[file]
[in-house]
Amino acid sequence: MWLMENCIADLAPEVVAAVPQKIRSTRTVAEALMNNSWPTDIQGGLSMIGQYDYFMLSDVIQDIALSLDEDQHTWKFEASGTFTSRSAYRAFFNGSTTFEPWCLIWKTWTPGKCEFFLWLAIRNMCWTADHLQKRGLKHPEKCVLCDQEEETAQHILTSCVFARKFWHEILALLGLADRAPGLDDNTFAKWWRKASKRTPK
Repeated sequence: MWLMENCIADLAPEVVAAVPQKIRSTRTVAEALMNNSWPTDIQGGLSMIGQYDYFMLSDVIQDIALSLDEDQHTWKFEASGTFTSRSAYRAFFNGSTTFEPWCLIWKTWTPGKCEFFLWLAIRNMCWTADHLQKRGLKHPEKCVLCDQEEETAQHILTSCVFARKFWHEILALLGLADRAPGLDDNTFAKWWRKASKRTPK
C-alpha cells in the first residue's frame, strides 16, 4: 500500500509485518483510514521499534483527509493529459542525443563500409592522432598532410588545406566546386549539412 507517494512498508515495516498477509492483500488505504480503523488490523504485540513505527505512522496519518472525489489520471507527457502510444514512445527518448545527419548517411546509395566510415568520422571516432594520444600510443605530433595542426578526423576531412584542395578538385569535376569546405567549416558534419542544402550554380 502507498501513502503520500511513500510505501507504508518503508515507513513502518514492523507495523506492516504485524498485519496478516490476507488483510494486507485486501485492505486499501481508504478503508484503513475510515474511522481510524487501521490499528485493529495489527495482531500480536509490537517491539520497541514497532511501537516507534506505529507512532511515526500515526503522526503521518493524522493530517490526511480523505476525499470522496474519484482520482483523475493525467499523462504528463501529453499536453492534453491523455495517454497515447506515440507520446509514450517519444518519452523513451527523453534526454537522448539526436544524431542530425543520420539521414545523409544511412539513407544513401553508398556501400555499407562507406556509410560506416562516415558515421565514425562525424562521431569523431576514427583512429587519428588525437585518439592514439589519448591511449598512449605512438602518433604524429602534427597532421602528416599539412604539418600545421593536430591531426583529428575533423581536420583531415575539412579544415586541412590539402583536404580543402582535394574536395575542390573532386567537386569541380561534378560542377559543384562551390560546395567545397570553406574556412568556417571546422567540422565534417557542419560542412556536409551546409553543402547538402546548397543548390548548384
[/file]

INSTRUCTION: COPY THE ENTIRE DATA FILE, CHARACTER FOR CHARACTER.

[in-house]
Amino acid sequence: MWLMENCIADLAPEVVAAVPQKIRSTRTVAEALMNNSWPTDIQGGLSMIGQYDYFMLSDVIQDIALSLDEDQHTWKFEASGTFTSRSAYRAFFNGSTTFEPWCLIWKTWTPGKCEFFLWLAIRNMCWTADHLQKRGLKHPEKCVLCDQEEETAQHILTSCVFARKFWHEILALLGLADRAPGLDDNTFAKWWRKASKRTPK
Repeated sequence: MWLMENCIADLAPEVVAAVPQKIRSTRTVAEALMNNSWPTDIQGGLSMIGQYDYFMLSDVIQDIALSLDEDQHTWKFEASGTFTSRSAYRAFFNGSTTFEPWCLIWKTWTPGKCEFFLWLAIRNMCWTADHLQKRGLKHPEKCVLCDQEEETAQHILTSCVFARKFWHEILALLGLADRAPGLDDNTFAKWWRKASKRTPK
C-alpha cells in the first residue's frame, strides 16, 4: 500500500509485518483510514521499534483527509493529459542525443563500409592522432598532410588545406566546386549539412 507517494512498508515495516498477509492483500488505504480503523488490523504485540513505527505512522496519518472525489489520471507527457502510444514512445527518448545527419548517411546509395566510415568520422571516432594520444600510443605530433595542426578526423576531412584542395578538385569535376569546405567549416558534419542544402550554380 502507498501513502503520500511513500510505501507504508518503508515507513513502518514492523507495523506492516504485524498485519496478516490476507488483510494486507485486501485492505486499501481508504478503508484503513475510515474511522481510524487501521490499528485493529495489527495482531500480536509490537517491539520497541514497532511501537516507534506505529507512532511515526500515526503522526503521518493524522493530517490526511480523505476525499470522496474519484482520482483523475493525467499523462504528463501529453499536453492534453491523455495517454497515447506515440507520446509514450517519444518519452523513451527523453534526454537522448539526436544524431542530425543520420539521414545523409544511412539513407544513401553508398556501400555499407562507406556509410560506416562516415558515421565514425562525424562521431569523431576514427583512429587519428588525437585518439592514439589519448591511449598512449605512438602518433604524429602534427597532421602528416599539412604539418600545421593536430591531426583529428575533423581536420583531415575539412579544415586541412590539402583536404580543402582535394574536395575542390573532386567537386569541380561534378560542377559543384562551390560546395567545397570553406574556412568556417571546422567540422565534417557542419560542412556536409551546409553543402547538402546548397543548390548548384